10

Use the -T option: -T, --files-from FILE get names to extract or create from FILE Note that it doesn't work with ~ as alias for home directory, you need to specify the folder explicitly.


2

You could use something like this to archive and copy through ssh: tar zcvf - stuff/ | ssh alex@localhost 'cat - > /tmp/stuff.tar.gz' Here you are creating a tar.gz archive but instead of saving it to some file you are using - which is standard output. The standard output - is then piped to ssh and from there on you cat from standard output cat - > ...


3

piping should be enough. Doing just: tar -cvj /path/to/your/files | ssh remote "cat > file.tar.bz2" (if you have set up passwordless log in using keys) Later on the other machine you can decompress the received file using tar -xvf path.tar.bz2 -C ./


0

The incremental features in gtar have a conceptional problem and cannot work correctly in all cases. When I tried to check the incremental features on star in 2004, gtar failed early and could not be tested at all. Did you try star's incremental bsckups? Freebsd uses star for zfs backups and this works fine since freebsd fixed some old kernelbugs.


0

I recommend to use star as star comes with a builtin find. This enables features that cannot be achieved with a separate find command.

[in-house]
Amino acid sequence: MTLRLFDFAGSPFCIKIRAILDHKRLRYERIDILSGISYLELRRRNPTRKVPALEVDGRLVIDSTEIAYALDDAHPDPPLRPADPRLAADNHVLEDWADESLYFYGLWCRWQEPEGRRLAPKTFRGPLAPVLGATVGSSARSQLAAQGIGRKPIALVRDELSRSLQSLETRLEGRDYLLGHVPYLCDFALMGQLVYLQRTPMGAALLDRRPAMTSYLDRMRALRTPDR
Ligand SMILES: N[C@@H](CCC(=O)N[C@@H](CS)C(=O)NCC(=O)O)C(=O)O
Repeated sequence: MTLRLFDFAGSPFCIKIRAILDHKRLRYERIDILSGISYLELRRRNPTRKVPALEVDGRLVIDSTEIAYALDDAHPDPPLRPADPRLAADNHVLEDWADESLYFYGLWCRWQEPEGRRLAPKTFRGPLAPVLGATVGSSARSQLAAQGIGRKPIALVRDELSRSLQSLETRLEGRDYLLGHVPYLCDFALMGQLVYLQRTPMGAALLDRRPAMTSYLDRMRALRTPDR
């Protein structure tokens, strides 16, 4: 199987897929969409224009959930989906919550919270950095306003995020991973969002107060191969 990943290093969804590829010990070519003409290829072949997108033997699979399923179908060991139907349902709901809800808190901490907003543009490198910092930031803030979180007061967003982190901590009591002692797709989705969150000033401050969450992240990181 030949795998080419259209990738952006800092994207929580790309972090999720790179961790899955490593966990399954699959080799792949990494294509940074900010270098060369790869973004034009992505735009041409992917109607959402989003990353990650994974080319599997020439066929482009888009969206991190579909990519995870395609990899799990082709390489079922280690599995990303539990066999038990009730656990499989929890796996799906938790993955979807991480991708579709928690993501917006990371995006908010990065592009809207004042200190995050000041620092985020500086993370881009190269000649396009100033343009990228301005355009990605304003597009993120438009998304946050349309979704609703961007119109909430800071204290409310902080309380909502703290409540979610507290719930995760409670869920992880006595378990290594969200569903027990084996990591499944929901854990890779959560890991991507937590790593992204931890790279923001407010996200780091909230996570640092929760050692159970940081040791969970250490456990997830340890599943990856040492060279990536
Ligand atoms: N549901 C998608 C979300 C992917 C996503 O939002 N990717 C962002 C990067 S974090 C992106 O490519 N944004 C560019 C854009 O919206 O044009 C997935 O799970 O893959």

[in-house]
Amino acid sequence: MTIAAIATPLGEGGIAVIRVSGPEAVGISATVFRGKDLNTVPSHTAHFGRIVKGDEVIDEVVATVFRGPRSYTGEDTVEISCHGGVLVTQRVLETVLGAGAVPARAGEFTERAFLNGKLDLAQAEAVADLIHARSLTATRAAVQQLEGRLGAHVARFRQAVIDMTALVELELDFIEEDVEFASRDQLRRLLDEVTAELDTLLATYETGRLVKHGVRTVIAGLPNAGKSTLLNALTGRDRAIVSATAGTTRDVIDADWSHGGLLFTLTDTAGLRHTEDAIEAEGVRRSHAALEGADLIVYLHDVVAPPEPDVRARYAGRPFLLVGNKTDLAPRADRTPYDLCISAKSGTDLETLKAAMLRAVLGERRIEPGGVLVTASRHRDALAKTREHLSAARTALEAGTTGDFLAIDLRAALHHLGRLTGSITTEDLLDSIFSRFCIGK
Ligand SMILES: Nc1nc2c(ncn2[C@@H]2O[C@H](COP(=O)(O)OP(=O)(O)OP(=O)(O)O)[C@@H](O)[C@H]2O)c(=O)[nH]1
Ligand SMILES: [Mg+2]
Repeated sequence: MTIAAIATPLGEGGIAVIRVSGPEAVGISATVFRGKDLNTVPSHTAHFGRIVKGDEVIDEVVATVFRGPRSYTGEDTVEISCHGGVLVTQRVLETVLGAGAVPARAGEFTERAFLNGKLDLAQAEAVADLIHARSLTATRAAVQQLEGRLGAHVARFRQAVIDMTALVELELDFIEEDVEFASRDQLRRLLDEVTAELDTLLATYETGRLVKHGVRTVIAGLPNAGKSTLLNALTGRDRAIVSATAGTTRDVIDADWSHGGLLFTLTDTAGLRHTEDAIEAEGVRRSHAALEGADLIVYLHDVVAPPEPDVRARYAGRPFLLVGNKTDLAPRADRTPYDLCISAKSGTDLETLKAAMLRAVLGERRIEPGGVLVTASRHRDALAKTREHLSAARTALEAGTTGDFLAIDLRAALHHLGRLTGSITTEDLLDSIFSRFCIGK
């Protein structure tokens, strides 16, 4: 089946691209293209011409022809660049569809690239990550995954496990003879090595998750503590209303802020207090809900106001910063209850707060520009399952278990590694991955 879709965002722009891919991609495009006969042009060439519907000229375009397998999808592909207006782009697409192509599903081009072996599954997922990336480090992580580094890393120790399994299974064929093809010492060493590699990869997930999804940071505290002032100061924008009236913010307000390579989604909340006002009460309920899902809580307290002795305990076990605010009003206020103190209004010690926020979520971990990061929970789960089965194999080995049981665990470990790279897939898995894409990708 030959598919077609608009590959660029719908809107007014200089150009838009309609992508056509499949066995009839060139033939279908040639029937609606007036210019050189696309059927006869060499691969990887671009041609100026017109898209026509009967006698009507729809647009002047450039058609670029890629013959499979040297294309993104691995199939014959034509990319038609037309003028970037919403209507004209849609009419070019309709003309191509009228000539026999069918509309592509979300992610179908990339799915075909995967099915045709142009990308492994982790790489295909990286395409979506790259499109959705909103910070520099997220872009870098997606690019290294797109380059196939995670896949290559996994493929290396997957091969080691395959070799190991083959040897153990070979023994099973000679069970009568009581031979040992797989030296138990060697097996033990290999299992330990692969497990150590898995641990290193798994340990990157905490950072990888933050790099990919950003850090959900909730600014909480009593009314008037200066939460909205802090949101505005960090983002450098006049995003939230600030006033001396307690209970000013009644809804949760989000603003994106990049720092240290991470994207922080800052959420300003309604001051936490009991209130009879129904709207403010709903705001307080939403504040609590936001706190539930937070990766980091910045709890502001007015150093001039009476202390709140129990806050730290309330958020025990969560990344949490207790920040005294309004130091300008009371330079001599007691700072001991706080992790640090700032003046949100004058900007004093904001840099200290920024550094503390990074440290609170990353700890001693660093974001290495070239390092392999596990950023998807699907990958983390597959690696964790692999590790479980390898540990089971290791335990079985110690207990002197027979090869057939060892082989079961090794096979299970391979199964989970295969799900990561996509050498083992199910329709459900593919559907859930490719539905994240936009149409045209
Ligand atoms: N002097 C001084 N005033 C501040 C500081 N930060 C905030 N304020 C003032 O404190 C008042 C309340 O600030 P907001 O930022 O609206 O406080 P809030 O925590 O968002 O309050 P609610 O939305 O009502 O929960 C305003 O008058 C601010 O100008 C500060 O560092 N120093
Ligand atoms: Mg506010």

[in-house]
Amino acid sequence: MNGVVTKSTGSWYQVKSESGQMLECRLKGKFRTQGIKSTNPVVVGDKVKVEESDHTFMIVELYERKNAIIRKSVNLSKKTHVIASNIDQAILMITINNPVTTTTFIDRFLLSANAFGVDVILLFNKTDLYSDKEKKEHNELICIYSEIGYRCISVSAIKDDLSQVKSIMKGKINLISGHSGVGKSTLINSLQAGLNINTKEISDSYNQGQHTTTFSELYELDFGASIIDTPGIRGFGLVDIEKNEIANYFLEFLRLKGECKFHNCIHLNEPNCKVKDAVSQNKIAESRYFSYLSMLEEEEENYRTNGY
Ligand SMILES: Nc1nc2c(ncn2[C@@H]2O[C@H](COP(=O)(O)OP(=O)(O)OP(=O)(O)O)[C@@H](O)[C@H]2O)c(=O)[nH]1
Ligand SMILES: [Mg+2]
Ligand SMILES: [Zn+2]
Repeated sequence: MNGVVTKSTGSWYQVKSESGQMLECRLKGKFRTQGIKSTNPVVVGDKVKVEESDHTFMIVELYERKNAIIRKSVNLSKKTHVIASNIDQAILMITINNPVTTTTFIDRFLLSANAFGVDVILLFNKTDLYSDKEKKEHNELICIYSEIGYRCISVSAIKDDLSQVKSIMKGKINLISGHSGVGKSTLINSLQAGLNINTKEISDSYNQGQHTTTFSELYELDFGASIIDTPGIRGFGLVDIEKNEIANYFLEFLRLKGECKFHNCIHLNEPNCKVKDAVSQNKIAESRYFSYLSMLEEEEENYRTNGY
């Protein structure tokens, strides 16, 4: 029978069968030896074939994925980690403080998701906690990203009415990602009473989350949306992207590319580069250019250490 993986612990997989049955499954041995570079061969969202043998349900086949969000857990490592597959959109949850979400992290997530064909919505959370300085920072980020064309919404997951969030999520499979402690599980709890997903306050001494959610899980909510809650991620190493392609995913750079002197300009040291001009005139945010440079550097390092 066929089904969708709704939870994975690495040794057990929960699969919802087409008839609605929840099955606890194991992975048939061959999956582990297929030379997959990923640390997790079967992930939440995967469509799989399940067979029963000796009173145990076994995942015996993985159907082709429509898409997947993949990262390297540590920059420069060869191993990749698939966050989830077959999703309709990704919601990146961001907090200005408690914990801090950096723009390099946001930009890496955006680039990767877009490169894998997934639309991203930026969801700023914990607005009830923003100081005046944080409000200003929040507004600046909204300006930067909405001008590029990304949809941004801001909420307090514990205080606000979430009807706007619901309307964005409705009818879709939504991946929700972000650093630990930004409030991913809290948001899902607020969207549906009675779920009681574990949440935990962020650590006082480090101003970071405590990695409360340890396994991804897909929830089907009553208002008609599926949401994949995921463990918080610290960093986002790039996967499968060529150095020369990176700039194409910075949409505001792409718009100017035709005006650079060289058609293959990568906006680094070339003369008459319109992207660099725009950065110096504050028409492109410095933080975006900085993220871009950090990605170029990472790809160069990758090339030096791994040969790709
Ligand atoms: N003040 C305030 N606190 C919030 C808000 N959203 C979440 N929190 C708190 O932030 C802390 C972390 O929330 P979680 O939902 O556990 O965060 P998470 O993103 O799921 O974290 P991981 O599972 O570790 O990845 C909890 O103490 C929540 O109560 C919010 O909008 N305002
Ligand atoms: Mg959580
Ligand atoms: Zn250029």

0

star -c -C startdir -find . ! -type d > out.tar Ommit -C startdir and replace . by startdir if it should appear in the archive. This is the most efficient method based on the features of libfind. Libfind also offers primaries -chown -chgrp -chmod that modify struct stat in place and allow to archive different metadata. This also works in list and extract ...


0

I might have found a solution. find mydir -type f -printf '%P\0'|tar czvf mydir.tar.gz -C mydir --null -T - This might be costly a little, but anyway it will work, because this doesn't depend on xargs.


2

You don't have to chroot to tar things. You can use the --numeric-owner option instead. Chroot is only necessary if you also want to record the (correct) owner/group names inside the tar archive, which is not strictly necessary in this case [when /etc/passwd etc. is part of the tar]. And without actually chrooting you also don't need to mount /dev, /proc, ...